The main frame 6 has guide bars 20 attached thereto for retaining and guiding transfer assembly 40 during movement thereof back and forth along the top surface 18 of main table 6. Transfer assembly 40 is moved back and forth by means of an actuator motor 50 which pivots a link 52 back and forth according to a controller. The link 52 has a slot along its length for receiving the pointed end of a post 48 which depends downwardly from transfer assembly 40.
Attached to the top of guide bars 20 is a holder 34 for holding a tube retainer 38 and the component supply tube 4. Generally, tube retainer 38 is fitted to the dispensing end of a component supply tube 4 in order to retain the components therein during inversion of the tube, with spring metal fingers 39 of the tube retainer 38 preventing discharge of the components 2 from the dispensing end of tube 4.
Upon insertion of tube retainer 38 into holder 34, camming members 36 of holder 34 will engage and open spring fingers 39 thus allowing the components to fall from the spring fingers down to the top surface of stop member 24. With the transfer assembly 40 in the position of FIGS. 6 and 7, the stop member 24 is biased into engagement with the bottom surface of transfer assembly 40 and the bottom-most component 2 of the stack of components rests on the top surface 26 of stop member 24 while being situated within the aperture 42 of transfer assembly 40.
Referring to FIGS. 1 and 2 it may be seen that stop member 24 has a chamfer 32 which cooperates with a tapered undersurface 46 of the transfer assembly 40 during sliding engagement therebetween (FIG. 4) so as to lower stop member 24 against the bias of springs 16. Prior to engagement between these sloping surfaces, a lead-in finger 44 slides (to the left in FIGS. 2, 3, and 4) into a channel 28 of stop member 24. During this sliding engagement between tapered surfaces 32 and 46, stop member 24 tilts (with the right hand end of FIG. 3 being lower than the left hand end thereof).
Such tilting of stop member 24 could cause tilting of at least the bottom component of the stack if not for finger 44 which supports the edge of the component away from which the tapered edge or chamfer 32 was moved during tilting of stop member 24. Slot 30 in the bottom of channel 28 of stop member 24 (best seen in FIGS. 1 and 2) allows the described tilting to take place while cooperating with shoulder screw 22 to retain the stop member 24 in the pocket 12 of main table 6.
Referring to FIG. 4, a component 2 captured in the aperture 42 and sliding upon surface 18 of table or frame 26 is removed from the stack by sliding transfer assembly 40 away (to the right as seen in the FIG. 4). Upon further sliding of transfer assembly 40 to the position of FIGS. 2 and 3, the component will be free to drop through an aperture 10 of table 6 into a chute 8 for passage to a subsequent processing station. Thereafter, the transfer assembly 40 may be returned back to the stack to acquire another component.
As seen in FIGS. 6 and 7, when transfer assembly is situated to receive a component of the stack in aperture 42, there is no substantial extension of the slide 40 beyond the holder 34 of the left (solid line) station.
Another station is indicated in phantom on the right of FIGS. 3 and 7, including another tube retainer 38, holder 34, slide 40, link 52, and actuator 50. With further reference to FIG. 1, it may be seen that two stations are situated at opposite ends of a set of guide bars 20, while sharing the table surface 18 and a chute 8 disposed midway between the stations. This sharing of portions of the main frame or table 6 by at least two stations, along with the above-described structural configuration of each station, allows closer population of stations on the main frame 6 and abutment of two or more such main frames along any portions of their peripheries so as to provide space economies which are much desired in the field of the invention.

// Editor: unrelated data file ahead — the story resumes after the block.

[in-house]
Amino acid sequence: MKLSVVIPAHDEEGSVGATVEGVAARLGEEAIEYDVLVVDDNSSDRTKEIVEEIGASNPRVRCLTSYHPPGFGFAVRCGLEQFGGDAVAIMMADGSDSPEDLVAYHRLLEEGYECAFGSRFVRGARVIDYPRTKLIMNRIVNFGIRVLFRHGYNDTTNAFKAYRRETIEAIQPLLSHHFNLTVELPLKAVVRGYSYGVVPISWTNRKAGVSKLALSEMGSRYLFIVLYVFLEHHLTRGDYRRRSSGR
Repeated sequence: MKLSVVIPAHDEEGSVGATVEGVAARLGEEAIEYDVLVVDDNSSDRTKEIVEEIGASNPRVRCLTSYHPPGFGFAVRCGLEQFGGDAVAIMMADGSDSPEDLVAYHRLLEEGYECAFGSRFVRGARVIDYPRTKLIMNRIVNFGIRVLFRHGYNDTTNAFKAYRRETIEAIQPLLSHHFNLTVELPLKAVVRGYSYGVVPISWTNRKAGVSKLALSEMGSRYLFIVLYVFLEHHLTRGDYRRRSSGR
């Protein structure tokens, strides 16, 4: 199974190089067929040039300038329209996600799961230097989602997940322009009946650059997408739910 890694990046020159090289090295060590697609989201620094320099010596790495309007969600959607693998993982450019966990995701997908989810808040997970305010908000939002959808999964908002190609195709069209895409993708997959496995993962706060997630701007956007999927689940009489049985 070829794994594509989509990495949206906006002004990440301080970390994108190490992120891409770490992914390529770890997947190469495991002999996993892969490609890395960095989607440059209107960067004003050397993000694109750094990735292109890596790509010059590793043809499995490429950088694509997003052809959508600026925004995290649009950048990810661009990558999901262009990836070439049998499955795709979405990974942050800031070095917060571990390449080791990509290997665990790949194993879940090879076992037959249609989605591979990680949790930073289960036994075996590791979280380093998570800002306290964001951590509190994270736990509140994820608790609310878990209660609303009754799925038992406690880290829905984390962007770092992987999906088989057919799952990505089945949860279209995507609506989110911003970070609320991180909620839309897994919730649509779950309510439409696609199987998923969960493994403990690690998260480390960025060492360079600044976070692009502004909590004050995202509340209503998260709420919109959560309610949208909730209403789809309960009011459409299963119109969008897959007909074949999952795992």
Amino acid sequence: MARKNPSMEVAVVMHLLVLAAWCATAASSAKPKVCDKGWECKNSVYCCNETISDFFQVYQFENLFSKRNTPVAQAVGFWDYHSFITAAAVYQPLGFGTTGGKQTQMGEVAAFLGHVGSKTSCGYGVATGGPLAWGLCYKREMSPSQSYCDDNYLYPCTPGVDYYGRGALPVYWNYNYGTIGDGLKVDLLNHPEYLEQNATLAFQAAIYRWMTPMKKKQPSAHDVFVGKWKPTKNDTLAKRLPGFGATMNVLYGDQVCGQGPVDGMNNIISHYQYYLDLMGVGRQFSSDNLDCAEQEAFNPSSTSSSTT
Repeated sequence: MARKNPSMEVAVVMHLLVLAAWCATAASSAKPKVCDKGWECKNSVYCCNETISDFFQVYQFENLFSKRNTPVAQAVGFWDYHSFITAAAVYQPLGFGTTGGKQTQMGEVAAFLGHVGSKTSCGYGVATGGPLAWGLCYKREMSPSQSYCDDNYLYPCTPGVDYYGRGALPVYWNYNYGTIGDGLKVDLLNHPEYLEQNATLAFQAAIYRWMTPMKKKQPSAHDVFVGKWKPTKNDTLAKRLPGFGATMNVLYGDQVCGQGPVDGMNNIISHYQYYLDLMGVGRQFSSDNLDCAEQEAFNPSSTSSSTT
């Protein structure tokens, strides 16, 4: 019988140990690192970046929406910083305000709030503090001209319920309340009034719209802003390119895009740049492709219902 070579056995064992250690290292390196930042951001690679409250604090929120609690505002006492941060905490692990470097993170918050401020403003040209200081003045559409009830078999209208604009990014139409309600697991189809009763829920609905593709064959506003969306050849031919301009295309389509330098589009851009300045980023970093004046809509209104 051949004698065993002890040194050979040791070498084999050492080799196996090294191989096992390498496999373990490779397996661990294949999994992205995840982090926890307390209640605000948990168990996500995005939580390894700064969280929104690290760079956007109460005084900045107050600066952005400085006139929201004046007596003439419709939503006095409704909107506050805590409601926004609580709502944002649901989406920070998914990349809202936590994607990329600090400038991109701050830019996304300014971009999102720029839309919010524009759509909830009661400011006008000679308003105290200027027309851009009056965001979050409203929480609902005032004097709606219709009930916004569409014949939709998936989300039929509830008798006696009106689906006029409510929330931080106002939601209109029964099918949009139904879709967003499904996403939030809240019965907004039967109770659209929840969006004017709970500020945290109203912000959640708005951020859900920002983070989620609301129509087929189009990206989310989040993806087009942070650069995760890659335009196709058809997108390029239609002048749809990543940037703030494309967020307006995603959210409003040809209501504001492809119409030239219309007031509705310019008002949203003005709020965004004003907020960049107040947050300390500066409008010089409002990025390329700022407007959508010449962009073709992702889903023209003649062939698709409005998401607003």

A prototype of the invention utilizes a controller, such as one of the programmable computers controlling multi-function automated article handling devices common to the industry of the invention, to synchronize actuation of stations which share a chute so as to insure that there is no interference between the transfer assemblies of those stations.
Thus, it will be seen that the objects set forth above, among those made apparent from the preceding description, are efficiently attained and since certain changes may be made in the construction set forth without departing from the scope of the invention, it is intended that all matter contained in the above description or shown in the accompanying drawings shall be interpreted as illustrative and not in a limiting sense. For instance, it is contemplated that a single transfer slide could be adapted to unload two opposed stations by, for instance, providing lead-in finger 44 and tapered edges 46 on opposite edges of the slide 40 and that it is displaceable back and forth between the stations.
It is to be understood also that the following claims are intended to cover all of the generic and specific features of the invention herein described, and all statements of the scope of the invention which, as a matter of language, might be said to fall therebetween.
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|Citing Patent||Filing date||Publication date||Applicant||Title|
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|US9637326 *||Apr 10, 2015||May 2, 2017||Jimmy W. Barr||Tray separator method and apparatus|
|U.S. Classification||414/797.8, 414/797.4, 414/798.1, 221/258, 221/94, 271/267|
|International Classification||H05K13/04, B65G59/06|
|Cooperative Classification||B65G59/067, H05K13/0434|
|European Classification||B65G59/06D, H05K13/04C1|
|Jan 17, 1991||AS||Assignment|
Owner name: UNIVERSAL INSTRUMENTS CORPORATION, BINGHAMTON, NY
Free format text: ASSIGNMENT OF ASSIGNORS INTEREST.;ASSIGNORS:CODDINGTON, DAVID A.;COLE, RANDALL S.;REEL/FRAME:005583/0113
Effective date: 19910116
|Dec 8, 1995||FPAY||Fee payment|
Year of fee payment: 4
|Dec 8, 1999||FPAY||Fee payment|
Year of fee payment: 8
|Dec 24, 2003||REMI||Maintenance fee reminder mailed|
|Jun 9, 2004||LAPS||Lapse for failure to pay maintenance fees|
|Aug 3, 2004||FP||Expired due to failure to pay maintenance fee|
Effective date: 20040609